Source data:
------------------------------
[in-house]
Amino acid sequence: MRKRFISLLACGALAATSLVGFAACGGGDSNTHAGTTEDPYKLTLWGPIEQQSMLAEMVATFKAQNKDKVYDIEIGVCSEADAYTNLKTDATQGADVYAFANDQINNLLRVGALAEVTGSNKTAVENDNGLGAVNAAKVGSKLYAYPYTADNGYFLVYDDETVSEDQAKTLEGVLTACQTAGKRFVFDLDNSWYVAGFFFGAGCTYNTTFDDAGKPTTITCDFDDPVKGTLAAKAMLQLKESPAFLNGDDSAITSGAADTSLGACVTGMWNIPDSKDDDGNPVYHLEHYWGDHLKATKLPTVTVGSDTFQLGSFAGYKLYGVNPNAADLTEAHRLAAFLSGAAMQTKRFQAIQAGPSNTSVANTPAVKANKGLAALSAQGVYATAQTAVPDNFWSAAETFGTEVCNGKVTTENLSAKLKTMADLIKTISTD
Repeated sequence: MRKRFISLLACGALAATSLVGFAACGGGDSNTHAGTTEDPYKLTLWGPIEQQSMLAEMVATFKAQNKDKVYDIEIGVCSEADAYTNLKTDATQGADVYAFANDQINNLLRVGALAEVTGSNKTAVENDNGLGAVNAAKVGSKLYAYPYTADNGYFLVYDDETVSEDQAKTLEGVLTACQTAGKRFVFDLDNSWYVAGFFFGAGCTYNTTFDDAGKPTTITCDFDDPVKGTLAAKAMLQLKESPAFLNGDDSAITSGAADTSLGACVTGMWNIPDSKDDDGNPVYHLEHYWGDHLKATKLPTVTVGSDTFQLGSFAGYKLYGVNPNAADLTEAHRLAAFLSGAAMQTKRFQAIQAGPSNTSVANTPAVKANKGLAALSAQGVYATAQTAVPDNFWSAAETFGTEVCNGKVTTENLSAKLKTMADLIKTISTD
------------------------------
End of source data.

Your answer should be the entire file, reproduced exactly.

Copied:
[in-house]
Amino acid sequence: MRKRFISLLACGALAATSLVGFAACGGGDSNTHAGTTEDPYKLTLWGPIEQQSMLAEMVATFKAQNKDKVYDIEIGVCSEADAYTNLKTDATQGADVYAFANDQINNLLRVGALAEVTGSNKTAVENDNGLGAVNAAKVGSKLYAYPYTADNGYFLVYDDETVSEDQAKTLEGVLTACQTAGKRFVFDLDNSWYVAGFFFGAGCTYNTTFDDAGKPTTITCDFDDPVKGTLAAKAMLQLKESPAFLNGDDSAITSGAADTSLGACVTGMWNIPDSKDDDGNPVYHLEHYWGDHLKATKLPTVTVGSDTFQLGSFAGYKLYGVNPNAADLTEAHRLAAFLSGAAMQTKRFQAIQAGPSNTSVANTPAVKANKGLAALSAQGVYATAQTAVPDNFWSAAETFGTEVCNGKVTTENLSAKLKTMADLIKTISTD
Repeated sequence: MRKRFISLLACGALAATSLVGFAACGGGDSNTHAGTTEDPYKLTLWGPIEQQSMLAEMVATFKAQNKDKVYDIEIGVCSEADAYTNLKTDATQGADVYAFANDQINNLLRVGALAEVTGSNKTAVENDNGLGAVNAAKVGSKLYAYPYTADNGYFLVYDDETVSEDQAKTLEGVLTACQTAGKRFVFDLDNSWYVAGFFFGAGCTYNTTFDDAGKPTTITCDFDDPVKGTLAAKAMLQLKESPAFLNGDDSAITSGAADTSLGACVTGMWNIPDSKDDDGNPVYHLEHYWGDHLKATKLPTVTVGSDTFQLGSFAGYKLYGVNPNAADLTEAHRLAAFLSGAAMQTKRFQAIQAGPSNTSVANTPAVKANKGLAALSAQGVYATAQTAVPDNFWSAAETFGTEVCNGKVTTENLSAKLKTMADLIKTISTD